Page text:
And for what it's worth, I have championed filmmakers like Morgan Sperlock, who cut a slightly less-profane version of his Super Size Me, which allowed the documentary to be shown in schools as an educational tool. And I specifically chastised Michael Moore for allowing Capitalism: A Love Story to snag an R-rating based purely on three gratuitous uses of the word 'fuck'. Say what you will about the film, and the likelihood that political lightning rod Michael Moore could be used as an apolitical teaching tool, but the film would theoretically serve as an educational viewing experience, and that was certainly worth cutting two of the offending profanities, just as it would have been for The Tillman Story late last year. Yes, we're dealing with a secondary publisher altering the words of a long-dead author, but the intent would be the same. Mark Twain's The Adventures of Huckleberry Finn is a pioneering novel and a genuine abolitionist screed in the guise of an adventure story. If cutting the 'n-word' from a particular version of the novel and replacing it with 'slave', even if said slur is used to highlight the racism of the era, is a way to allow even more young impressionable minds to learn the lessons contained therein without controversy or public outcry, then perhaps it is a pill worth swallowing.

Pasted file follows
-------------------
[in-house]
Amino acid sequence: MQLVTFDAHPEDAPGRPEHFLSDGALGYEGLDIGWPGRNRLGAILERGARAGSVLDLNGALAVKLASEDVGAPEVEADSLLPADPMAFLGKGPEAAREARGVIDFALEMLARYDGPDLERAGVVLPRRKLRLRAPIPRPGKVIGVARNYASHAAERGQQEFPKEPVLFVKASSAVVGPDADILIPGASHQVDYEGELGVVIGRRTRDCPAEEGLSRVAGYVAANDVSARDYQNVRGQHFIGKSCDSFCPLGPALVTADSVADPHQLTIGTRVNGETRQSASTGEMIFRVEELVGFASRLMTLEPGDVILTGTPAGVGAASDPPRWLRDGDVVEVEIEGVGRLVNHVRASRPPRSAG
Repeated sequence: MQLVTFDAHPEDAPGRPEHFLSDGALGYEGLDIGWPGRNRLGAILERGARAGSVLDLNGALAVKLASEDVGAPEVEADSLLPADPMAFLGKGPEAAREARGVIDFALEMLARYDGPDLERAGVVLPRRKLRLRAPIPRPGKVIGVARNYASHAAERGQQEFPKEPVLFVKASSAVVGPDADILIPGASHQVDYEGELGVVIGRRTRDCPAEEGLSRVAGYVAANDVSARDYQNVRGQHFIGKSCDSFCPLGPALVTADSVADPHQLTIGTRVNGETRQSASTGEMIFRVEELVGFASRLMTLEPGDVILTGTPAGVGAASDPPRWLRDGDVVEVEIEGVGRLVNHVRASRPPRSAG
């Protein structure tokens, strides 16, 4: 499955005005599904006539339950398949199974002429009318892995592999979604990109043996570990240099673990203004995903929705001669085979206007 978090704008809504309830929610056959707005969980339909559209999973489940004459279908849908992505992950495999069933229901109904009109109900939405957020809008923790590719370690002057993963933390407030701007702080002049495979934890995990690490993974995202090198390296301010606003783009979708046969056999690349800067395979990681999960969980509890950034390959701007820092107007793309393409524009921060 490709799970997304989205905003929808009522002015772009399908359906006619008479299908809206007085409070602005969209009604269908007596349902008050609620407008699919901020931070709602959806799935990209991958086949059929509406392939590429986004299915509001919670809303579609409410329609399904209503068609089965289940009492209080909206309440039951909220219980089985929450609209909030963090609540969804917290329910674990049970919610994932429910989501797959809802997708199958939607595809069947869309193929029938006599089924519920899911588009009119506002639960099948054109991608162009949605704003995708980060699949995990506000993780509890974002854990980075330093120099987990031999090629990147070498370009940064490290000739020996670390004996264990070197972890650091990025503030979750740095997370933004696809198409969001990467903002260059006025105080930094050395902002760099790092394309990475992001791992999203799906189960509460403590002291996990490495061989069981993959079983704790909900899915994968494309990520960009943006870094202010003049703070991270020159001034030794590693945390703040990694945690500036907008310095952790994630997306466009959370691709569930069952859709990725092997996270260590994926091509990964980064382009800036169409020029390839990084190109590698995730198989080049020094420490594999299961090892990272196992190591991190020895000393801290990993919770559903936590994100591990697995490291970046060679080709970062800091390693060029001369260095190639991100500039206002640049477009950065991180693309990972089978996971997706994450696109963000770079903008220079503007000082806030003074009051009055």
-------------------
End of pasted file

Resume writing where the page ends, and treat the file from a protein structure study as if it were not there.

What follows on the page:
Allowing an edited version of The Adventures of Huckleberry Finn to exist will not harm the original novel in any way, just as having various abridged or more-kid friendly editions of various classic books does not impair your ability to purchase an unedited version. The unaltered text will remain openly available for purchase and library checkout. I bemoan those who cannot separate the offending racial slur from the anti-racism narrative in which it is used, but the ability to deal with context is something that has been largely lost over the years in popular culture. Perhaps it is a trick along the lines of painting Tom Sawyer's fence for him, a slyly subversive way to allow the book to be read by even more students. But even if it is merely a concession to sensitivity or political correctness, it's no different than the compromise we make every day in film and stage. It is no victory, but time will tell whether or not it was a defeat.